Aptamer-mediated colorimetric and electrochemical detection of Pseudomonas aeruginosa utilizing peroxidase-mimic activity of gold NanoZyme.


Ian Potter NanoBioSensing Facility, NanoBiotechnology Research Lab (NBRL), School of Science, RMIT University, GPO Box 2476, Melbourne, VIC, 3001, Australia. [Email]


Despite of various advancements in biosensing, a rapid, accurate, and on-site detection of a bacterial pathogen is a real challenge due to the lack of appropriate diagnostic platforms. To address this unmet need, we herein report an aptamer-mediated tunable NanoZyme sensor for the detection of Pseudomonas aeruginosa, an infectious bacterial pathogen. Our approach exploits the inherent peroxidase-like NanoZyme activity of gold nanoparticles (GNPs) in combination with high affinity and specificity of a Pseudomonas aeruginosa-specific aptamer (F23). The presence of aptamer inhibits the inherent peroxidase-like activity of GNPs by simple adsorption on to the surface of GNPs. However, in the presence of cognate target (P. aeruginosa), owing to the high affinity for P. aeruginosa, the aptamer leaves the GNP surface, allowing GNPs to resume their peroxidase-like activity, resulting in oxidation of 3,3',5,5'-tetramethylbenzidine (TMB). As TMB is an electrochemically active species, we have been able to translate the NanoZyme-based method into an ultrasensitive electrochemical assay using disposable carbon screen-printed electrode. This approach is highly sensitive and allows us to rapidly detect P. aeruginosa with a low-end detection limit of ~ 60 CFU/mL in water within 10 min. This generic aptamer-NanoZyme-based electrochemical sensing strategy may, in principle, be applicable for the detection of various other bacterial pathogens.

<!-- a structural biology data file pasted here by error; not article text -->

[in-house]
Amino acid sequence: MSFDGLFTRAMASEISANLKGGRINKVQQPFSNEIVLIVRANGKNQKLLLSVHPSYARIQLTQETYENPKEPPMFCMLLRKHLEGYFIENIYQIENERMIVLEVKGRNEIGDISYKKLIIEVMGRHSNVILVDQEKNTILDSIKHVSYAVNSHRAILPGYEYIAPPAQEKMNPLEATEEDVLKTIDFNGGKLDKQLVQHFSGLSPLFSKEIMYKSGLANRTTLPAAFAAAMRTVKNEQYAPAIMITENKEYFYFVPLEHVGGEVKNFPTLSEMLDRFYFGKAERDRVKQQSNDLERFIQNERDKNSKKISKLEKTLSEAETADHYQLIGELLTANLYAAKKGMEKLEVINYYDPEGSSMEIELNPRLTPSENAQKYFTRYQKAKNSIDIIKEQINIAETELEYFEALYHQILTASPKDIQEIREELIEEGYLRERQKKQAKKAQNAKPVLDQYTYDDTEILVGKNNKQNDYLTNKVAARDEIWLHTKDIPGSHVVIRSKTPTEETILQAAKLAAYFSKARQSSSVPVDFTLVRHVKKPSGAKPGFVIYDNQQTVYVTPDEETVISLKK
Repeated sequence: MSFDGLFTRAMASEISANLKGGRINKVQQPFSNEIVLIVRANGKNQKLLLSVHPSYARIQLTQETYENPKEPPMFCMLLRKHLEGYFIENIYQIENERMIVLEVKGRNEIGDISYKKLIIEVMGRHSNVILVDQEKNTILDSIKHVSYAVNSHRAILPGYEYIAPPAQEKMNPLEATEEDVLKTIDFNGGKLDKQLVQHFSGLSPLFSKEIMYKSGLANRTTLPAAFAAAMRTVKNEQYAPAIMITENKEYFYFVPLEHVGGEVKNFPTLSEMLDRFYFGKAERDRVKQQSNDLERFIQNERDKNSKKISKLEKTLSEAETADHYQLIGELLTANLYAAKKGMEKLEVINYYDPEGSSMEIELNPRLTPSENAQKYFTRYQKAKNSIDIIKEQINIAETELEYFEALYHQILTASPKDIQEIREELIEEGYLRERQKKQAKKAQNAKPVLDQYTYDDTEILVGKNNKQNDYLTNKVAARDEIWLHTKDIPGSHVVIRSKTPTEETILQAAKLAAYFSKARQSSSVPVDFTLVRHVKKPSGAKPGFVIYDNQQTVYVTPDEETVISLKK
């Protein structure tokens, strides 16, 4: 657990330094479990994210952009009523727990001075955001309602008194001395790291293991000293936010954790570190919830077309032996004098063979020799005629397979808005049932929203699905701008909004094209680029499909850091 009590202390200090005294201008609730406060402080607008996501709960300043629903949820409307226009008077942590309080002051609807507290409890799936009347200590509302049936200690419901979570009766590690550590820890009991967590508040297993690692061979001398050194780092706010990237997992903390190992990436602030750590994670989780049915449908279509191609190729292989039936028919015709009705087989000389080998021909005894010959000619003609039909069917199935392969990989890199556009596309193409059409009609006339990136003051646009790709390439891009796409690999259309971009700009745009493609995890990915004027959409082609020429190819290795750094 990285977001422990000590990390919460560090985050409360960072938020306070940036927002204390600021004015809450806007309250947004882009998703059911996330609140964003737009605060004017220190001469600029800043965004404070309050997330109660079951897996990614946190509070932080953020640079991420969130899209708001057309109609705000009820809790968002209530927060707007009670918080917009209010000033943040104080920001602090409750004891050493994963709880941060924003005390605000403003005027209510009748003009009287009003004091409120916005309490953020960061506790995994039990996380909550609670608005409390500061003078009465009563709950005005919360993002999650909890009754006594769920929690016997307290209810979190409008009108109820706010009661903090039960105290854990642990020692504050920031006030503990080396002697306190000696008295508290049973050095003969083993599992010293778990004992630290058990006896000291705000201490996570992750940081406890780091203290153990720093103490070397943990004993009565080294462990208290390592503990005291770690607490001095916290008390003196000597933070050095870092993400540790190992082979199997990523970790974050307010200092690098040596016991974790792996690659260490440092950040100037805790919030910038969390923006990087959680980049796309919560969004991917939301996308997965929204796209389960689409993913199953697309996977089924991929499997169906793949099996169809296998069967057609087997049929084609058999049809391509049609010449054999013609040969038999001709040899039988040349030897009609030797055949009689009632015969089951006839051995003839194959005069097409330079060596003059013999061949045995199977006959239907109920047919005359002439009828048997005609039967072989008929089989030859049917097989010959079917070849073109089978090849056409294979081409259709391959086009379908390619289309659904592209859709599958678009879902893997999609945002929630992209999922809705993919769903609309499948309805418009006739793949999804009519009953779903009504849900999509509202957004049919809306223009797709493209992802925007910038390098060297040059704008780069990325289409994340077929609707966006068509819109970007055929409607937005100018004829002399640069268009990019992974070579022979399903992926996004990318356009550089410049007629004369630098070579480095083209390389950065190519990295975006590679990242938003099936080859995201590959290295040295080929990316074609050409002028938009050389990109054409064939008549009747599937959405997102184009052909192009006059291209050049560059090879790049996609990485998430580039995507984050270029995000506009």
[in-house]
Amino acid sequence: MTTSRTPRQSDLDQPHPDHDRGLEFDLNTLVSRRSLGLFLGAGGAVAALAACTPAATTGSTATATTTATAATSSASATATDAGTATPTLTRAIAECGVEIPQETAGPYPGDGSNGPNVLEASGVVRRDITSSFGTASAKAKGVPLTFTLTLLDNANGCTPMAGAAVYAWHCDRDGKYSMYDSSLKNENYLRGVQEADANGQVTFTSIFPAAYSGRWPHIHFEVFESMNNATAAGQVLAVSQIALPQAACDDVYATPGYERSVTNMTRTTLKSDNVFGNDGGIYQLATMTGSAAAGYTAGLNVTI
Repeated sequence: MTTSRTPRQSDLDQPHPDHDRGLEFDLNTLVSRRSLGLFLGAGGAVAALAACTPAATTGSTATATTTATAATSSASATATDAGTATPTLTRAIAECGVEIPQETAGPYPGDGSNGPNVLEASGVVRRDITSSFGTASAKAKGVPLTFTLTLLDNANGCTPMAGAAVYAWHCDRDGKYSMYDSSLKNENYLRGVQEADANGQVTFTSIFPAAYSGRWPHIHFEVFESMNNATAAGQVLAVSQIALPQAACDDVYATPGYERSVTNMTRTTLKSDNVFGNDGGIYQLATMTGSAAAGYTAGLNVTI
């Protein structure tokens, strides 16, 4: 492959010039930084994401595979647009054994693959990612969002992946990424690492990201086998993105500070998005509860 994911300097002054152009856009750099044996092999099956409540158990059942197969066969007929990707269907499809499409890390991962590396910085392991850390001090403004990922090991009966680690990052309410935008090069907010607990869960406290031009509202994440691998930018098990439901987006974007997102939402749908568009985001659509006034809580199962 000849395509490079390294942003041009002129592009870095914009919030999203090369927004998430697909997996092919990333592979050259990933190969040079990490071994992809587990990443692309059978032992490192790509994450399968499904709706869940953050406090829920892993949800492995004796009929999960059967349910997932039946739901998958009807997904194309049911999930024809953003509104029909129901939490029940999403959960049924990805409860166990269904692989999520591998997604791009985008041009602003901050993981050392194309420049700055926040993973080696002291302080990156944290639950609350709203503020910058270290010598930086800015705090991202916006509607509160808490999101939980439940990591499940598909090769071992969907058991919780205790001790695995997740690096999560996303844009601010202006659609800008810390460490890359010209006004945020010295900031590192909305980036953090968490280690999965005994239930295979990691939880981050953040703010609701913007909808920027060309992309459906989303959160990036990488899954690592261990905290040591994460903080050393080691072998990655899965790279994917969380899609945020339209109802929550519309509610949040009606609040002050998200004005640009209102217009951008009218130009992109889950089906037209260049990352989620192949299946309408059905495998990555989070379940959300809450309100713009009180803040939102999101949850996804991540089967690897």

Aptamer,Colorimetric assay,Electrochemical sensing,NanoZyme,Pseudomonas aeruginosa,